The Sunless City

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The Sunless City
Author J. E. Preston Muddock
Genre Science-fiction
Publication date
Media type Paperback
Pages 264
ISBN 1-4099-7205-4

The Sunless City: From the Papers and Diaries of the Late Josiah Flintabbatey Flonatin (or simply The Sunless City) is a dime novel written by J. E. Preston Muddock in 1905. The novel is about a prospector named Josiah Flintabbaty Flonatin who explores a bottomless lake in a submarine, and discovers a land where the norms of society are backwards. The title character is the namesake for the city of Flin Flon, Manitoba, Canada.


The story centres on the lead character, a prospector named Professor Josiah Flintabbaty Flonatin.[1] Flonatin travels by submarine through a bottomless lake in the Rocky Mountains. While exploring the bottom of the (bottomless) lake he discovers a strange city.[2] Within the city the local currency is tin, the streets are paved with gold, and the city is ruled by women. Flonatin, who is a bachelor, decides to escape the city, and does so by climbing out of a crater, which is actually an extinct volcano.[2][3]

Flin Flon, Manitoba[edit]

The statue of Josiah Flintabbaty Flonatin in Flin Flon, Manitoba. Designed by Al Capp.

The Sunless City had been read by Thomas Creighton, a prospector who had been exploring in the area of what would become the town of Flin Flon. In 1915 Creighton and some fellow prospectors discovered mineralization, and Creighton named the discovery "Flin Flon". There are various accounts as to how the discovery (which would become the namesake of the city) was named. In one account an associate of Creighton had brought some gold out of a hole from one of their claims, according to this account Creighton said:[4]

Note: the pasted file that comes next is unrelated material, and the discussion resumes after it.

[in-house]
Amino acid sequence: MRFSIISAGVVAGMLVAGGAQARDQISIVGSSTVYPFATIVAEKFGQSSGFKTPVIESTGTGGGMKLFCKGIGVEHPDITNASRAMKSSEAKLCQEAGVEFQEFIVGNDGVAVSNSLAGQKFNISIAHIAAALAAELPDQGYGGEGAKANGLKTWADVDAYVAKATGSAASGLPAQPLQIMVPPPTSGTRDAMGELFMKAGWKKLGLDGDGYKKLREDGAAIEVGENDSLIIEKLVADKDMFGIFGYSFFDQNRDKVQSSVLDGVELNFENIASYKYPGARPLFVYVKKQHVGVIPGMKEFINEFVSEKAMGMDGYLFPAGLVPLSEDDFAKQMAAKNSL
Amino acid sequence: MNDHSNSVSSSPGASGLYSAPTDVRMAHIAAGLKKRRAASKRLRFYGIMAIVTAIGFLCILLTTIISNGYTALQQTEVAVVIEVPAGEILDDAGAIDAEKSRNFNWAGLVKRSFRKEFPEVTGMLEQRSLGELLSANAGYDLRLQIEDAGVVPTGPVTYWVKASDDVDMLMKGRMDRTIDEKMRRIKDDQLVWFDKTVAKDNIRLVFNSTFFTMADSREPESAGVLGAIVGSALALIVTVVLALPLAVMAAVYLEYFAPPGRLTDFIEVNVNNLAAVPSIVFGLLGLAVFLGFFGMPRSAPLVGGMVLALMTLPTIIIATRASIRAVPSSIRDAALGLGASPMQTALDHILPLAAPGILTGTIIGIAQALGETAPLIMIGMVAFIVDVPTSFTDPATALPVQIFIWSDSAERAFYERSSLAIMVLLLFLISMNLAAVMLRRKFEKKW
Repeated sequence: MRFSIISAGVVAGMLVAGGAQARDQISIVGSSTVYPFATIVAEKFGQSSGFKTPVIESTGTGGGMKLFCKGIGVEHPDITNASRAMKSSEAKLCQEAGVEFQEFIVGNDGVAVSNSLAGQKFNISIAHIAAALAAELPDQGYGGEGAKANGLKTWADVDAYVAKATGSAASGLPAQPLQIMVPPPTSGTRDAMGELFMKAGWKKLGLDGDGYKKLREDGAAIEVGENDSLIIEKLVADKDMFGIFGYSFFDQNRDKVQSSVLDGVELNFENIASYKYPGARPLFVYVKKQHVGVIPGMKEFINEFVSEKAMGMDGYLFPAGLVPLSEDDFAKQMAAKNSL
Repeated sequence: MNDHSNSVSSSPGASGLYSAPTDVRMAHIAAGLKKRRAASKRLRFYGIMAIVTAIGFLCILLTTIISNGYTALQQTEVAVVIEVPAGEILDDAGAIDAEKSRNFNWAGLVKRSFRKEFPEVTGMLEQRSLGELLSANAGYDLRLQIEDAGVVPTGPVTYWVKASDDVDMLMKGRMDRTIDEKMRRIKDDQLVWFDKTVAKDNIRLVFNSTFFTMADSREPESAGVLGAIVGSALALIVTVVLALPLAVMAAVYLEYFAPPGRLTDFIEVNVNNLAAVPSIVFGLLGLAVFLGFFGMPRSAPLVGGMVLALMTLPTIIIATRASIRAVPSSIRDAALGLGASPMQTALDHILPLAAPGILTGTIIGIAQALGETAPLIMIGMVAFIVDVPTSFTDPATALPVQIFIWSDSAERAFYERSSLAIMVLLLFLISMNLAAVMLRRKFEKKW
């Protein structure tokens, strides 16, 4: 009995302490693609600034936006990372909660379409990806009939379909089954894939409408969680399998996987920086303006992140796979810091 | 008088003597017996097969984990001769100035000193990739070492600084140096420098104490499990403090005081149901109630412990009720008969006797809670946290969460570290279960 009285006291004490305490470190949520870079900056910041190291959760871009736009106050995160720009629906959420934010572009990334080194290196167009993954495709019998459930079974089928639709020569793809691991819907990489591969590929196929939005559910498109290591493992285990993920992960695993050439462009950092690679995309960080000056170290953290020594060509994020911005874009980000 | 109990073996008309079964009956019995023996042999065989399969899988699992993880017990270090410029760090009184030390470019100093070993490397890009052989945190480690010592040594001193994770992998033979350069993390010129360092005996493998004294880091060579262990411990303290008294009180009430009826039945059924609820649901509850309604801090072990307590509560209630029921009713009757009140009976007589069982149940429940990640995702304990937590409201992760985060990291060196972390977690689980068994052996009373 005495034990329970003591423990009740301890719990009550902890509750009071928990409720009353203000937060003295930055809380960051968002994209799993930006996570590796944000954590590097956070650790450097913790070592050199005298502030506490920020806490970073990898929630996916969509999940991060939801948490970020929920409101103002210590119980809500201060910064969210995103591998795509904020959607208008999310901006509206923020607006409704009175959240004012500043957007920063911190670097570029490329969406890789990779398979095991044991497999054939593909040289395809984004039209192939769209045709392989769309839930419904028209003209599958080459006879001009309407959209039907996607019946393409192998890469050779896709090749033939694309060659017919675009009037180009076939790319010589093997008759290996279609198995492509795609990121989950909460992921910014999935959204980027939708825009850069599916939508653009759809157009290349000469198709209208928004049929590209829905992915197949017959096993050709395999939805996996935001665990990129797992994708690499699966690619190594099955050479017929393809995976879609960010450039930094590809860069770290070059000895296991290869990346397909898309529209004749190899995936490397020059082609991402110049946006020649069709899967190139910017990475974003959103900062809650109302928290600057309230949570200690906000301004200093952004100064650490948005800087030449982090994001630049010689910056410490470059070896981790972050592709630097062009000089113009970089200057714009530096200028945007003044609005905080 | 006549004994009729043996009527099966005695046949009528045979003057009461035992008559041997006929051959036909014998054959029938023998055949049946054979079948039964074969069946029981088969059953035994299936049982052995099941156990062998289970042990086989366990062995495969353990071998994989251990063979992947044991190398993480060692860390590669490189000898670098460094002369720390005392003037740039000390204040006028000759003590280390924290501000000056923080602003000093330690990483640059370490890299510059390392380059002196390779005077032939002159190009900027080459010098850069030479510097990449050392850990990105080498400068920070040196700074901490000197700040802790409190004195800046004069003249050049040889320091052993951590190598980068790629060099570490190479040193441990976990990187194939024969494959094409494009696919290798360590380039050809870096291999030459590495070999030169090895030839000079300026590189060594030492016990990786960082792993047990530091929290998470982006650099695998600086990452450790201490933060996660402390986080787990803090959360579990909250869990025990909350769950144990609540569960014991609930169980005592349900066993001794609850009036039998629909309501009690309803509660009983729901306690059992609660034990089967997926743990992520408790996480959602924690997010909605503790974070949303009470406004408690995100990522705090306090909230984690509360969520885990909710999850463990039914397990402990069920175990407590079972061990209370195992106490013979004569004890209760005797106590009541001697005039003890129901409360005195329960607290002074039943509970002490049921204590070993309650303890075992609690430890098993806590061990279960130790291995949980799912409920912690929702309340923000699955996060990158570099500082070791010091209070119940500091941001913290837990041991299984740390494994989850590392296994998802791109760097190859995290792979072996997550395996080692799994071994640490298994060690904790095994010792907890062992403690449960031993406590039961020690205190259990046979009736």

That must be the hole where old Flin Flon came up and shook his whiskers, so what do you say we call the discovery Flin Flon?

A second account of the naming of the discovery suggests that the back pages of the book were missing (stopping at the point in the novel where Flonatin is climbing out of the crater), following Creighton's reading of the book, he approaches a deep hole, approximately 10 feet (3.0 m) wide, and said to his associates:[3]

Boys, I guess we've found old Flin Flon's mine.

In 1962 a statue designed by Al Capp of Josiah Flintabbatey Flonatin was built in Flin Flon.[4] In 1978, the National Film Board of Canada produced the short documentary Canada Vignettes: Flin Flon about the origin of the city's name.[5]


  1. ^ Room, Adrian (2006). Placenames of the World (2nd ed.). Jefferson, NC: McFarland & Company. p. 132. ISBN 0-7864-2248-3. Retrieved 2009-12-15. 
  2. ^ a b "Finally the Facts About Flin Flon". The Rotarian: 26. June 1046. Retrieved 2009-12-15. 
  3. ^ a b Roeth, Leo W. (October 1952). "Hobby Hitching Post". The Rotarian: 63. Retrieved 2009-12-15. 
  4. ^ a b Rayburn, Alan (1994). Naming Canada: Stories About Canadian Place Names. University of Toronto Press. pp. 238–240. ISBN 0-8020-4725-4. Retrieved 2009-12-15. 
  5. ^ "Canada Vignettes: Flin Flon". Online film. National Film Board of Canada. Retrieved November 15, 2011. 

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